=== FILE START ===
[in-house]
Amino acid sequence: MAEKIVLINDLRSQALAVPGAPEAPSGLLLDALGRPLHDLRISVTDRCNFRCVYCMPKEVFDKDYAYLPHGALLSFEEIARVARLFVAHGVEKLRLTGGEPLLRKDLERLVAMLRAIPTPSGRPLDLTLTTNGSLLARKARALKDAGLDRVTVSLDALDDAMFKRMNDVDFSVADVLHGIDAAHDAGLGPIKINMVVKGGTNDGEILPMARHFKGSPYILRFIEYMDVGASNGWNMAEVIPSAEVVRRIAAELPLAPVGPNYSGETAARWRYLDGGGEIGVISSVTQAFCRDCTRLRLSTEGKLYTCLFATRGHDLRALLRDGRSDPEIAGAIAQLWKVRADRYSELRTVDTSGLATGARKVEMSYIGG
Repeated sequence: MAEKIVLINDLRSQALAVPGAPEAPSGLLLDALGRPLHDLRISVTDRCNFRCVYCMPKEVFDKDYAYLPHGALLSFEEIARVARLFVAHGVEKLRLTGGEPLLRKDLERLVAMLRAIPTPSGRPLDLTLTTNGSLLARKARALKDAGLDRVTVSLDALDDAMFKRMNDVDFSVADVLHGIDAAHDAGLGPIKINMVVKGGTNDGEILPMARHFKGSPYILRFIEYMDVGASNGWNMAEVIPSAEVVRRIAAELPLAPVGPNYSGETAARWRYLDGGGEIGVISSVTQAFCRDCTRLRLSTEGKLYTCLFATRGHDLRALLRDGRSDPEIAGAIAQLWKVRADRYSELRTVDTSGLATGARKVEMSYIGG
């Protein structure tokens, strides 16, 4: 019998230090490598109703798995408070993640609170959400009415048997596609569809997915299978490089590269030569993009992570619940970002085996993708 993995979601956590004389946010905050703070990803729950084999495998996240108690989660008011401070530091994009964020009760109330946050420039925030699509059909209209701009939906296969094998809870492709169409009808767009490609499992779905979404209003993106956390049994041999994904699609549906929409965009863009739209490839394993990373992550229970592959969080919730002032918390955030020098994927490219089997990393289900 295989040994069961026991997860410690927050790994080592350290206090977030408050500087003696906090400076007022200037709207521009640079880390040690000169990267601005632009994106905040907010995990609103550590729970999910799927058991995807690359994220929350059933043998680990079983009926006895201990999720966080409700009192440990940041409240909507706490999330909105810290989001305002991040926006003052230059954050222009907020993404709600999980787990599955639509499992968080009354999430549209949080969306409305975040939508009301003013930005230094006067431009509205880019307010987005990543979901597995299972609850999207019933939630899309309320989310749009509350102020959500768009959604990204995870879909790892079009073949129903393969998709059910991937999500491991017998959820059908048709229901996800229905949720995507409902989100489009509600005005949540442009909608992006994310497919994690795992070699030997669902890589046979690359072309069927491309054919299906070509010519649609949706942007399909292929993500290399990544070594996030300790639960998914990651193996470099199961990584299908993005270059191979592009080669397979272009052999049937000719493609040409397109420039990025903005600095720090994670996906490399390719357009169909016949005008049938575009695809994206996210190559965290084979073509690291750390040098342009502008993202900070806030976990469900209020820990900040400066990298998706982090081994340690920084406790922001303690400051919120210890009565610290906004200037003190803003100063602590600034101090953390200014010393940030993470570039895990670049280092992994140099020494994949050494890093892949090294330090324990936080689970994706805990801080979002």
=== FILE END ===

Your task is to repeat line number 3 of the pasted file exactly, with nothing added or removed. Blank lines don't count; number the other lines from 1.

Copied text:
Repeated sequence: MAEKIVLINDLRSQALAVPGAPEAPSGLLLDALGRPLHDLRISVTDRCNFRCVYCMPKEVFDKDYAYLPHGALLSFEEIARVARLFVAHGVEKLRLTGGEPLLRKDLERLVAMLRAIPTPSGRPLDLTLTTNGSLLARKARALKDAGLDRVTVSLDALDDAMFKRMNDVDFSVADVLHGIDAAHDAGLGPIKINMVVKGGTNDGEILPMARHFKGSPYILRFIEYMDVGASNGWNMAEVIPSAEVVRRIAAELPLAPVGPNYSGETAARWRYLDGGGEIGVISSVTQAFCRDCTRLRLSTEGKLYTCLFATRGHDLRALLRDGRSDPEIAGAIAQLWKVRADRYSELRTVDTSGLATGARKVEMSYIGG